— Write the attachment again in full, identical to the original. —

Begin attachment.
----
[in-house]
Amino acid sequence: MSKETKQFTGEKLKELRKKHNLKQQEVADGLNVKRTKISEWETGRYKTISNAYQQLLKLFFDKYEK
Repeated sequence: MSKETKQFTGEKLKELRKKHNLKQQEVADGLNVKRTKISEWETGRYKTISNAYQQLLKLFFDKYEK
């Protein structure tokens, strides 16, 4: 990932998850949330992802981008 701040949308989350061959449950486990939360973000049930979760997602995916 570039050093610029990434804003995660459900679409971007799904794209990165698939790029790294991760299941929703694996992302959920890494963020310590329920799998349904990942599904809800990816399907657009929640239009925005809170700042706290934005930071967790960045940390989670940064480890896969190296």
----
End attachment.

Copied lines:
[in-house]
Amino acid sequence: MSKETKQFTGEKLKELRKKHNLKQQEVADGLNVKRTKISEWETGRYKTISNAYQQLLKLFFDKYEK
Repeated sequence: MSKETKQFTGEKLKELRKKHNLKQQEVADGLNVKRTKISEWETGRYKTISNAYQQLLKLFFDKYEK
């Protein structure tokens, strides 16, 4: 990932998850949330992802981008 701040949308989350061959449950486990939360973000049930979760997602995916 570039050093610029990434804003995660459900679409971007799904794209990165698939790029790294991760299941929703694996992302959920890494963020310590329920799998349904990942599904809800990816399907657009929640239009925005809170700042706290934005930071967790960045940390989670940064480890896969190296």